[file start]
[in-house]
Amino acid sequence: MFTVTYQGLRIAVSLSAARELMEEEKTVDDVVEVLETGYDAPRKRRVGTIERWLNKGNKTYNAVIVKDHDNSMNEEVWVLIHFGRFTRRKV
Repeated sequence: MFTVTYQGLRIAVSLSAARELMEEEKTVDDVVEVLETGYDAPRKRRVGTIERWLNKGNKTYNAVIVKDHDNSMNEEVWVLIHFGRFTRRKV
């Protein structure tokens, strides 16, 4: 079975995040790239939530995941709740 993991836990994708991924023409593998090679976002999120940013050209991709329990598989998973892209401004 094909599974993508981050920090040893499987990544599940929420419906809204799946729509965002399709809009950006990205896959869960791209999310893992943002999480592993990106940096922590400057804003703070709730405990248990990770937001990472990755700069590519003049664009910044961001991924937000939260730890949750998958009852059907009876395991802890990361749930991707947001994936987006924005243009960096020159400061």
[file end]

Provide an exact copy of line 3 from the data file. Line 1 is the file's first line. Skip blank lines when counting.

Repeated sequence: MFTVTYQGLRIAVSLSAARELMEEEKTVDDVVEVLETGYDAPRKRRVGTIERWLNKGNKTYNAVIVKDHDNSMNEEVWVLIHFGRFTRRKV